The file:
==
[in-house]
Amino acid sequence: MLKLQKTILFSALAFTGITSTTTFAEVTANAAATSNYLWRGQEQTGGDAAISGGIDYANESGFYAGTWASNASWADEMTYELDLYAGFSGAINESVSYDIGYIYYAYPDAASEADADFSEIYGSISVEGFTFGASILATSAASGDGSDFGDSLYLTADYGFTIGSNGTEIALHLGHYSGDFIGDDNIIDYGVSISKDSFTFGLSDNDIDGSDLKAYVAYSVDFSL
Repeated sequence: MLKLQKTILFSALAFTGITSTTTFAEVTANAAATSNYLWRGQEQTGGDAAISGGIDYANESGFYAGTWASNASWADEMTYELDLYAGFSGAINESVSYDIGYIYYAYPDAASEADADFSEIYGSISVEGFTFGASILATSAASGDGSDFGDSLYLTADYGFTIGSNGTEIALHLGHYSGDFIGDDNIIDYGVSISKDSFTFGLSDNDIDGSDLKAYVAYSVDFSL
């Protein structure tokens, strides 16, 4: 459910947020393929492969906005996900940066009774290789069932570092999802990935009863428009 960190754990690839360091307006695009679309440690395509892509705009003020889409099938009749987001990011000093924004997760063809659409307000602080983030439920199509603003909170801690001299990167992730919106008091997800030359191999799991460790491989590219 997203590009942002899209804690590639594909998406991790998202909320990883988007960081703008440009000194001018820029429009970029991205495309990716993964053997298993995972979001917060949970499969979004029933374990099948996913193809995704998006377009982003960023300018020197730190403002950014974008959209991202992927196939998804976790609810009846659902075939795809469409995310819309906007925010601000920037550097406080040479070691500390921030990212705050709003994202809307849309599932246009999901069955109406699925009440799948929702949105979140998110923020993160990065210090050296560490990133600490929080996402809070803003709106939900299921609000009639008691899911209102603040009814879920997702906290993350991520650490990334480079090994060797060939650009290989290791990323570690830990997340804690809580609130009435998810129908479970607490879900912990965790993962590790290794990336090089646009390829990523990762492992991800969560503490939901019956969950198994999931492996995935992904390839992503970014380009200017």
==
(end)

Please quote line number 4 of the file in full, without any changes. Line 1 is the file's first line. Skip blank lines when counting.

């Protein structure tokens, strides 16, 4: 459910947020393929492969906005996900940066009774290789069932570092999802990935009863428009 960190754990690839360091307006695009679309440690395509892509705009003020889409099938009749987001990011000093924004997760063809659409307000602080983030439920199509603003909170801690001299990167992730919106008091997800030359191999799991460790491989590219 997203590009942002899209804690590639594909998406991790998202909320990883988007960081703008440009000194001018820029429009970029991205495309990716993964053997298993995972979001917060949970499969979004029933374990099948996913193809995704998006377009982003960023300018020197730190403002950014974008959209991202992927196939998804976790609810009846659902075939795809469409995310819309906007925010601000920037550097406080040479070691500390921030990212705050709003994202809307849309599932246009999901069955109406699925009440799948929702949105979140998110923020993160990065210090050296560490990133600490929080996402809070803003709106939900299921609000009639008691899911209102603040009814879920997702906290993350991520650490990334480079090994060797060939650009290989290791990323570690830990997340804690809580609130009435998810129908479970607490879900912990965790993962590790290794990336090089646009390829990523990762492992991800969560503490939901019956969950198994999931492996995935992904390839992503970014380009200017």